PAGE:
Kindiki: When does Kenya’s pullout suit ICC?

September 19, 2013 4:02 pm
Senator Kithure Kindiki (L) pictured in the past with Deputy President William Ruto. Photo/CFM FILE
Senator Kithure Kindiki (L) pictured in the past with Deputy President William Ruto. Photo/CFM FILE

, MOMBASA, Kenya, Sep 19 – The leader of the majority coalition in the Senate Kithure Kindiki has echoed an assurance by Deputy President William Ruto to the International Criminal Court (ICC) that Kenya pulling out of the Rome Statute will not affect the ongoing cases.

He sought to assuage the Office of the Prosecutor’s fear that Kenya will no longer co-operate with the ICC once it ceases to be party to the Rome Statute.

“There is a law in Kenya – the International Crimes Act – to provide for co-operation and we have said that one we don’t have to repeal it until these cases come to an end,” said Kindiki.

He went on to submit that the timing of the pullout was coincidental and was not intended to influence the cases currently before the international court.

“But on the other hand it doesn’t mean that we sit down and wait for the cases to end…so what is the timing business? How does timing come in? We’re pulling out (and) the cases are going on, period. Otherwise when did the Prosecutor and company want us to pull out, when is she recommending that we pull out?” he posed sarcastically.

Senior ICC Prosecutor Anton Steynberg had however contended that Kenya’s history of frustrating the court where the Kenyan cases are concerned did not inspire confidence.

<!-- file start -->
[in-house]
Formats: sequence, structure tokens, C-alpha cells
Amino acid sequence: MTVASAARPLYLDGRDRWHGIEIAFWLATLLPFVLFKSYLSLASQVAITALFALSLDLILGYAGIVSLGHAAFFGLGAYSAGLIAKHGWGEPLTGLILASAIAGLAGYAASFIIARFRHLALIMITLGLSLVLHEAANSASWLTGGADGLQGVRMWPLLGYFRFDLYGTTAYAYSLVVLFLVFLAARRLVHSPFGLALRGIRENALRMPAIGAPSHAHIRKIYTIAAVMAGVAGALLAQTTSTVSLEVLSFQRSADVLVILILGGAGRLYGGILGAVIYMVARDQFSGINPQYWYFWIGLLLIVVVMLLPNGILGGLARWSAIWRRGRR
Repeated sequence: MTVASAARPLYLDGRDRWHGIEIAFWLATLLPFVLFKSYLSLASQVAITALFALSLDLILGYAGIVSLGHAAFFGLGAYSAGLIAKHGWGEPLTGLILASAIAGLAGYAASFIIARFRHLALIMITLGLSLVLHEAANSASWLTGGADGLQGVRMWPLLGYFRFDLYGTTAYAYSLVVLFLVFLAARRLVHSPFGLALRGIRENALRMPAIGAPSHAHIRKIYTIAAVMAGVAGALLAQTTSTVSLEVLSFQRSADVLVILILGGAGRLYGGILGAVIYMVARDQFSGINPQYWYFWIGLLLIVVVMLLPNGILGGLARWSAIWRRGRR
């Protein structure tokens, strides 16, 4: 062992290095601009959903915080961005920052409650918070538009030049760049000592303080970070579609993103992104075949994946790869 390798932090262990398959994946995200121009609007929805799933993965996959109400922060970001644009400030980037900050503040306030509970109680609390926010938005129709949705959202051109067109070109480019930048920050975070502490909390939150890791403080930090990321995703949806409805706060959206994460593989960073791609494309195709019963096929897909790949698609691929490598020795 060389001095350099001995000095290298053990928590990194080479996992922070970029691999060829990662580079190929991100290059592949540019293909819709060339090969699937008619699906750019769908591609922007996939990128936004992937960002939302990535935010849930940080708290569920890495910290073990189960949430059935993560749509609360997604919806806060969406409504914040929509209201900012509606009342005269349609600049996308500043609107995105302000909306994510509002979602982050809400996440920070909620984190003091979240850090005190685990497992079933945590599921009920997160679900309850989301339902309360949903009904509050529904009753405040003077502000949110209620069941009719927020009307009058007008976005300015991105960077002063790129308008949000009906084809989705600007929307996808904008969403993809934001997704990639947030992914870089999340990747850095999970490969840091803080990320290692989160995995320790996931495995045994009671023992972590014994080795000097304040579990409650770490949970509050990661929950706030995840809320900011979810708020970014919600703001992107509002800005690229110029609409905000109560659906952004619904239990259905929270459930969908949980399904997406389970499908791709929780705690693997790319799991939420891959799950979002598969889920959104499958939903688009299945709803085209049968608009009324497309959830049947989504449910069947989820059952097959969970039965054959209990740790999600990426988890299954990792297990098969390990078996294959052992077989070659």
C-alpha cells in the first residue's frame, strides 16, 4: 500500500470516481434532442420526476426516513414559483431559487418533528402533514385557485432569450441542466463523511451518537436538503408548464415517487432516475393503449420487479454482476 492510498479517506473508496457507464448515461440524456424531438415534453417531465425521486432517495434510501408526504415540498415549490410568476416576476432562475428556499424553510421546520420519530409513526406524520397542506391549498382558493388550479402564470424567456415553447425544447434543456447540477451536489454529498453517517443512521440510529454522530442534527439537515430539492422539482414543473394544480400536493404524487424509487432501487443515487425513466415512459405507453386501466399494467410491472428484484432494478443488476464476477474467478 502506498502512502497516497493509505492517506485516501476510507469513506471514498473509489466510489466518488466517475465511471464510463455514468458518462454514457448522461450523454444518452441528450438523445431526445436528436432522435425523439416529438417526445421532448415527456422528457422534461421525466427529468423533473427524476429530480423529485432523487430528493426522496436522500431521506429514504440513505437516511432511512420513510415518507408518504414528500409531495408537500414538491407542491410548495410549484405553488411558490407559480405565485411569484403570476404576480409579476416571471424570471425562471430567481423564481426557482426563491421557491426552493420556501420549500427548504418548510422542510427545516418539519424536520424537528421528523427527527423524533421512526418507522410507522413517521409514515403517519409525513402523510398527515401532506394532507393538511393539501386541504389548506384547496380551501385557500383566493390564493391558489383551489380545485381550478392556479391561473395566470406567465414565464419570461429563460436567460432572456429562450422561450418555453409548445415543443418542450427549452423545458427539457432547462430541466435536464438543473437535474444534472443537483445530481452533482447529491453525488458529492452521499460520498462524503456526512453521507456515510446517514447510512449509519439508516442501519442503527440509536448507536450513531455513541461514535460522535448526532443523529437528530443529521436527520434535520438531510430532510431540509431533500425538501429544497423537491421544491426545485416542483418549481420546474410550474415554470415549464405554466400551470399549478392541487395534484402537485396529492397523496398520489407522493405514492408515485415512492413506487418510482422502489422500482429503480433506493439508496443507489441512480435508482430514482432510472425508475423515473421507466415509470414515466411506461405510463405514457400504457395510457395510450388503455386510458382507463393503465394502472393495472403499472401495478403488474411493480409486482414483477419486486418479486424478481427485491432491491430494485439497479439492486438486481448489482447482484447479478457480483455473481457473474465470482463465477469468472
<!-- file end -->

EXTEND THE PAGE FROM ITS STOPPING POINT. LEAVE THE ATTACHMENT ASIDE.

“It remains to be seen the extent to which that co-operation is actually provided. We have reason to believe that in the near future that co-operation will be tested,” Steynberg submitted to the three-judge bench presiding over Ruto and journalist Joshua arap Sang’s trial on Wednesday.

Deputy President Ruto however sought to dispel these fears by pointing out that his voluntary participation in the ICC process was proof enough of the Kenyan government’s goodwill.

“I came here voluntarily when summons were issued and it’s because I believe in the rule of law and I believe in fairness. Your honour, the fact that I am here and the fact that a democratically elected Deputy President of the Republic of Kenya is here is a confirmation that Kenya believes in the rule of law and belongs to the community of nations that are civilised,” Ruto stated before the bench.

The judges’ immediate concern was however not the legal implications of a pullout but the effect it would have on the prosecution witnesses’ willingness to testify before the court at the risk of reprisal.

And it was on this account that Steynberg quoted Kindiki in order to prove that the prosecution’s witnesses had reason to insist the court do everything in its power to keep their identities secret – including allowing them to testify in-camera.

“He (Kindiki) says the following: Mr. Speaker sir…what has happened is that a few people especially from the NGOs decided to convert the misery and tragedy that befell our country into a money minting business…we should all be ashamed as citizens,” he said quoting Kindiki’s contribution to the parliamentary debate on the withdrawal.

And while the Majority Leader may not be thrilled that his own words came back to bite his party leader, the Law Society of Kenya
Chairman, Eric Mutua, has called him out on his claim that the withdrawal just happened to coincide with President Kenyatta and Deputy President Ruto’s trials.

“A withdrawal would obviously impact the cases. Africa is the largest signatory to the Rome Statute and Kenya leading a pull-out was tailored to have an effect,” he told Capital FM News.

The arguments having been presented, it remains to be seen if the protective measures extended to Witness P0536 will be extended to all the prosecution’s witnesses.


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